Virtual finite-state machine

A virtual finite-state machine (VFSM) is a finite-state machine (FSM) defined in a Virtual Environment. The VFSM concept provides a software specification method to describe the behaviour of a control system using assigned names of input control properties and output actions.

The VFSM method introduces an execution model and facilitates the idea of an executable specification. This technology is mainly used in complex machine control, instrumentation, and telecommunication applications.

Why

Implementing a state machine necessitates the generation of logical conditions (state transition conditions and action conditions). In the hardware environment, where state machines found their original use, this is trivial: all signals are Boolean. In contrast state machines specified and implemented in software require logical conditions that are per se multivalued:

• Temperature could be Low, OK, High
• Commands may have several values: Init, Start, Stop, Break, Continue
• In a hierarchical control system the subordinate state machines can have many states that are used as conditions of the superior state machine

In addition input signals can be unknown due to errors or malfunctions, meaning even digital input signals (considered as classical Boolean values) are in fact 3 values: Low, High, Unknown.

A Positive Logical Algebra solves this problem via virtualization, by creating a Virtual Environment which allows specification of state machines for software using multivalued variables.

Control Properties

A state variable in the VFSM environment may have one or more values which are relevant for the Control—in such a case it is an input variable. Those values are the control properties of this variable. Control properties are not necessarily specific data values but are rather certain states of the variable. For instance, a digital variable could provide three control properties: TRUE, FALSE and UNKNOWN according to its possible boolean values. A numerical (analog) input variable has control properties such as: LOW, HIGH, OK, BAD, UNKNOWN according to its range of desired values. A timer can have its OVER state (time-out occurred) as its most significant control value; other values could be STOPPED or RUNNING.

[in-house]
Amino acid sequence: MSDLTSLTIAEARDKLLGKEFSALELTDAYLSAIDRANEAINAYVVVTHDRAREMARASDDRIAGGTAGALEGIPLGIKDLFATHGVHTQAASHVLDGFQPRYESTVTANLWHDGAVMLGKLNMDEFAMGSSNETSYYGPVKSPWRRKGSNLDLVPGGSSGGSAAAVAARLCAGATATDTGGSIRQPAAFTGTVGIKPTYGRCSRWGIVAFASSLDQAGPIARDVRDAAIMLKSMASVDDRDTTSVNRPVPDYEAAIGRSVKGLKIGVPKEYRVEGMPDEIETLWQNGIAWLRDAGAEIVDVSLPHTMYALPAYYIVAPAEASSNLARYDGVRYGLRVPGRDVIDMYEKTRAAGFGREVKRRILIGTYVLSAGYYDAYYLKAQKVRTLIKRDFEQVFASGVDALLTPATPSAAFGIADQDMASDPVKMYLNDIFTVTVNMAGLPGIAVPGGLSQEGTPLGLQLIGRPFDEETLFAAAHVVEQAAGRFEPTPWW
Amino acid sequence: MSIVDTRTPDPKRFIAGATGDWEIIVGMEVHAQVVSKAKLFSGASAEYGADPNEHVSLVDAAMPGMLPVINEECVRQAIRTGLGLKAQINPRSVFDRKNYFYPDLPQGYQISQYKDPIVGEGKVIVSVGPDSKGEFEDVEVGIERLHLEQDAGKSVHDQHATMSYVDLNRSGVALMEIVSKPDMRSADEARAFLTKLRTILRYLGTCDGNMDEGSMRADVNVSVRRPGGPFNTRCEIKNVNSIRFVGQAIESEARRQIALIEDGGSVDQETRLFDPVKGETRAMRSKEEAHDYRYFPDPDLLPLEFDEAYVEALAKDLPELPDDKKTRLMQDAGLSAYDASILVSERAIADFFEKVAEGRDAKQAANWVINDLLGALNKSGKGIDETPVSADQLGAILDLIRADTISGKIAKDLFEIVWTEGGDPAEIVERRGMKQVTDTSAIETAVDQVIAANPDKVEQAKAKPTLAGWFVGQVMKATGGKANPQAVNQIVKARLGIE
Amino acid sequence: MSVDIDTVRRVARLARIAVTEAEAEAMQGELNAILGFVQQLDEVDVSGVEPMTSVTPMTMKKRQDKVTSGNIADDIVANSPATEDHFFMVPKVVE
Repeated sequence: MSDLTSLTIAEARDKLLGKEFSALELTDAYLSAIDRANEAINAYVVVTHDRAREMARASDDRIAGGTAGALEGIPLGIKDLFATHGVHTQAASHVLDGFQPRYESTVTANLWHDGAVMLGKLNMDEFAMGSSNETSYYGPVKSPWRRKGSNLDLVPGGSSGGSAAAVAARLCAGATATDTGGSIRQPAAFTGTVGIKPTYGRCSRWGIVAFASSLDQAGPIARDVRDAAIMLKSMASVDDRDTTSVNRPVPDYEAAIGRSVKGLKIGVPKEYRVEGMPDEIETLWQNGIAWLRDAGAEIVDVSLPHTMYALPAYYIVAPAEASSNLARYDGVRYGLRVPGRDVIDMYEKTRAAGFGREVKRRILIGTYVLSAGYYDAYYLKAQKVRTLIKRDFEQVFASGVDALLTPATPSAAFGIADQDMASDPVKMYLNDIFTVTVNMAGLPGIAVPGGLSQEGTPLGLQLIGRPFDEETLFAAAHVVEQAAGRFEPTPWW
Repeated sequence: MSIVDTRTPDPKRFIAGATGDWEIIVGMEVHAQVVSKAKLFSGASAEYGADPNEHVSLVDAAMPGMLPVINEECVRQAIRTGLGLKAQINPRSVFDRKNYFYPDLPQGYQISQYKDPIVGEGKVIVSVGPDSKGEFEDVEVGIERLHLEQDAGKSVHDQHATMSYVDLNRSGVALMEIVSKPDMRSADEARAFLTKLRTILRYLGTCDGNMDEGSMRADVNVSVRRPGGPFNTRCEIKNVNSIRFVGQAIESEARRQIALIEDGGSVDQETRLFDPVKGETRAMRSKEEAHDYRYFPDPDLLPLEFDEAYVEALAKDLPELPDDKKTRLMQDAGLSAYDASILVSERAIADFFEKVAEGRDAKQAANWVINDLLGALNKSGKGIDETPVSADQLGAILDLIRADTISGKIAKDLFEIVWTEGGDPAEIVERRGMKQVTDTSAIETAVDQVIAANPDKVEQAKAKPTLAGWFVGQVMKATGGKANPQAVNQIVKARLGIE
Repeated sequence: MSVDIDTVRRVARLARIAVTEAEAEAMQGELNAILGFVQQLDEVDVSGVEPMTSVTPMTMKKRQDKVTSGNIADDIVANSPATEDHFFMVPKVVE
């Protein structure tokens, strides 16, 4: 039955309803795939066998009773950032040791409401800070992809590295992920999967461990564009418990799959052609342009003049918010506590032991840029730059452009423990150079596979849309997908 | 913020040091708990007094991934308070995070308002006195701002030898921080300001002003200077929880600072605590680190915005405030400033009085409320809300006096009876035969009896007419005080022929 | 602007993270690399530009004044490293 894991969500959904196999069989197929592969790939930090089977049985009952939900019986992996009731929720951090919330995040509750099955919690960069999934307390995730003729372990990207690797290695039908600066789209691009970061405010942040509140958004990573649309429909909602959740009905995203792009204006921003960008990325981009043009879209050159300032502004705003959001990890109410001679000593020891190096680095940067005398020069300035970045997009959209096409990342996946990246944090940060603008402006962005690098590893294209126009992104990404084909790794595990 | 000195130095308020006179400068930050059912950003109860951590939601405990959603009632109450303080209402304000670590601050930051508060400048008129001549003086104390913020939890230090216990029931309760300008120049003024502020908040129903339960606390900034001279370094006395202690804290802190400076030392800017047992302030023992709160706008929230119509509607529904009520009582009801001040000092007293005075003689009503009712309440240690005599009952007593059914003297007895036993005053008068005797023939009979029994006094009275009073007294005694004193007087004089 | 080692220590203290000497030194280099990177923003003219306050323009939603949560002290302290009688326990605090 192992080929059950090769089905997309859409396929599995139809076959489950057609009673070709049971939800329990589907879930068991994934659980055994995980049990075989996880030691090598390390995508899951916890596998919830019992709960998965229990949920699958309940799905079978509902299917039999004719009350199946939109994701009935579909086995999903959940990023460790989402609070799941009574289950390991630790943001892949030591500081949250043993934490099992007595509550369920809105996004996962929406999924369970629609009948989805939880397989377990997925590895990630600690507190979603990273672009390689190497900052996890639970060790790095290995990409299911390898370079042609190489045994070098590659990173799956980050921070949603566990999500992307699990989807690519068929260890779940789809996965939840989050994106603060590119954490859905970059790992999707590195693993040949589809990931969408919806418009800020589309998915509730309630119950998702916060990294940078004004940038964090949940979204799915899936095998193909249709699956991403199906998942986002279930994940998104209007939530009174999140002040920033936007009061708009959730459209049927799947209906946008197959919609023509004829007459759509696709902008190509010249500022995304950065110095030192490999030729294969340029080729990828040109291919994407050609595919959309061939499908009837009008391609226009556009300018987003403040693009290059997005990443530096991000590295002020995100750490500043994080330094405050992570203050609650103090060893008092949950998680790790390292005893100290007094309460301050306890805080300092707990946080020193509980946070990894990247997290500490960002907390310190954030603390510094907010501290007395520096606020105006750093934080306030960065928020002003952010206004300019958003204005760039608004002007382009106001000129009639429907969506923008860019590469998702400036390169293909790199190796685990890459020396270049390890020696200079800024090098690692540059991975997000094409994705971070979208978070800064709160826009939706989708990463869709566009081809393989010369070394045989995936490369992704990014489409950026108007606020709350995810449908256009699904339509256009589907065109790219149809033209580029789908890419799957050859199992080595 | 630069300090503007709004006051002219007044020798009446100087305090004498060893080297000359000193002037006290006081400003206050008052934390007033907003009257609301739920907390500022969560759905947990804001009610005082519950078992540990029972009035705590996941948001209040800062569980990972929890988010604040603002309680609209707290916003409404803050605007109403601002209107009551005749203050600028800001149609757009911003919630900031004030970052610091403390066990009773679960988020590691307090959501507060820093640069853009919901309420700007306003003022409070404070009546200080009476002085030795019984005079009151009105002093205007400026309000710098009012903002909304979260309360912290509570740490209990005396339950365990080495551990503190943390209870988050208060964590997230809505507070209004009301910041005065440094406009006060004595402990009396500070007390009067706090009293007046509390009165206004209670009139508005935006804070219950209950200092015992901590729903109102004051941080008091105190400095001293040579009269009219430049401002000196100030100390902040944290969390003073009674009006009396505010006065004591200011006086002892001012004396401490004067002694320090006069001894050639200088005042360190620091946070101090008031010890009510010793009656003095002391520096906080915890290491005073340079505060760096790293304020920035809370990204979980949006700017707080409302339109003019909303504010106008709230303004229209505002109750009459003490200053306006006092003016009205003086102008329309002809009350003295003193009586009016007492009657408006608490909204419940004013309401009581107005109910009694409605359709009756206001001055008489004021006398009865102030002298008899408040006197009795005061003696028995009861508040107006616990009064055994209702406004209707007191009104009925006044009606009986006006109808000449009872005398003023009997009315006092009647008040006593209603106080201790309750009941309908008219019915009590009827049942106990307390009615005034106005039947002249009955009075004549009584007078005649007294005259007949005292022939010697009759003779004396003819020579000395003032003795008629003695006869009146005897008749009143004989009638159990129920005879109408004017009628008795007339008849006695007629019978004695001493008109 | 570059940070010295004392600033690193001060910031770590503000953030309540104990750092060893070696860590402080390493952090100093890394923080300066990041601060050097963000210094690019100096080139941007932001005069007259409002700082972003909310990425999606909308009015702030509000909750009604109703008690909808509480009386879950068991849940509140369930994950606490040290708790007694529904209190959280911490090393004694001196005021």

Actions

Other state variables in the VFSM environment may be activated by actions—in such a case it is an output variable. For instance, a digital output has two actions: True and False. A numerical (analog) output variable has an action: Set. A timer which is both: an input and output variable can be triggered by actions like: Start, Stop or Reset.

Virtual Environment

Figure 1: VFSM in the Virtual Environment

The virtual environment characterises the runtime environment in which a virtual machine operates. It is defined by three sets of names:

• input names represent the control properties of all available variables
• output names represent the available actions on the variables
• state names, as defined for each of the states of the FSM.

The input names build virtual conditions to perform state transitions or input actions. The virtual conditions are built using the positive logic algebra. The output names trigger actions; entry actions, exit actions, input actions or transition actions.

Positive Logic Algebra

The rules to build a virtual condition are as follows:

Input Names and Virtual Input

A state of an input is described by Input Names which create a Set:

• input A: Anames = {A1, A2, A3}
• input B: Bnames = {B1, B2}
• input C: Cnames = {C1, C2, C3, C4, C5}

etc.

Virtual Input VI is a set of mutually exclusive elements of input names. A VI always contains the element always:

VI = {always}
VI = {always, A1}
VI = {always, A1, B2, C4}

Logical operations on Input Names

& (AND) operation is a set of input names:

A1 & B3 & C2 => {A1, B3, C2}

| (OR) operation is a table of sets of input names:

A1 | B3 | C2 => ${\displaystyle {\begin{bmatrix}\{&A1&\}\\\{&B3&\}\\\{&C2&\}\\\end{bmatrix}}}$